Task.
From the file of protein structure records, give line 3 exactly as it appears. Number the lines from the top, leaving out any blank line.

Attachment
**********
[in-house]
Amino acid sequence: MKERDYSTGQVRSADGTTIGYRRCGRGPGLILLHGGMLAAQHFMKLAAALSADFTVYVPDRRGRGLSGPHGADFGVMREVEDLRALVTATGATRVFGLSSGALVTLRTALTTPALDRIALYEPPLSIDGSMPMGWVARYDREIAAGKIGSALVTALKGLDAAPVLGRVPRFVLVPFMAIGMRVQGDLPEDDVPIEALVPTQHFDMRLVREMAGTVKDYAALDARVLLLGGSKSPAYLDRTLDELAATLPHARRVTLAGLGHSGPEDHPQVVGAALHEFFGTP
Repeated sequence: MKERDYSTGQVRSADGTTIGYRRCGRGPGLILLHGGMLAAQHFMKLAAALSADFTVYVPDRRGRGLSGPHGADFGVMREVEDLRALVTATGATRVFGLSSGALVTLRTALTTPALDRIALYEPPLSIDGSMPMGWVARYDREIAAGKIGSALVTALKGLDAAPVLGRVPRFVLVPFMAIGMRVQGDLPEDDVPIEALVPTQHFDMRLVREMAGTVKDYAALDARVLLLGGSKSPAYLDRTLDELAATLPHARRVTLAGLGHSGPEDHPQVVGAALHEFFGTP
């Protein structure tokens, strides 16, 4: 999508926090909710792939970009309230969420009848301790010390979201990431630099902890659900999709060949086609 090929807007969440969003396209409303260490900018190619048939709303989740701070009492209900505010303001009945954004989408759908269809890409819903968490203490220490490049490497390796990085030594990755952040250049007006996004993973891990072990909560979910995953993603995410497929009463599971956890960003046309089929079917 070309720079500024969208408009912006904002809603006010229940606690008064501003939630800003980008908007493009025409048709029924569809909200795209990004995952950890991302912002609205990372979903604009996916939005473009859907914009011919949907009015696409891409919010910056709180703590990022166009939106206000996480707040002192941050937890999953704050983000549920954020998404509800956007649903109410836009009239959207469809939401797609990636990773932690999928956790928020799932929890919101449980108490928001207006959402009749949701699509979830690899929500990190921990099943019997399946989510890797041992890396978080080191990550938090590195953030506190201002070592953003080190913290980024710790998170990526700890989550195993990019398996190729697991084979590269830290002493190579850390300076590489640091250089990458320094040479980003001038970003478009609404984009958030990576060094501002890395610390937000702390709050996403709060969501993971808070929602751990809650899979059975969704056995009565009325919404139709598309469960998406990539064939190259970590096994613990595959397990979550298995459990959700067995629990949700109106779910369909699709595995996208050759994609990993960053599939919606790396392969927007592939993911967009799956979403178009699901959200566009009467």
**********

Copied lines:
Repeated sequence: MKERDYSTGQVRSADGTTIGYRRCGRGPGLILLHGGMLAAQHFMKLAAALSADFTVYVPDRRGRGLSGPHGADFGVMREVEDLRALVTATGATRVFGLSSGALVTLRTALTTPALDRIALYEPPLSIDGSMPMGWVARYDREIAAGKIGSALVTALKGLDAAPVLGRVPRFVLVPFMAIGMRVQGDLPEDDVPIEALVPTQHFDMRLVREMAGTVKDYAALDARVLLLGGSKSPAYLDRTLDELAATLPHARRVTLAGLGHSGPEDHPQVVGAALHEFFGTP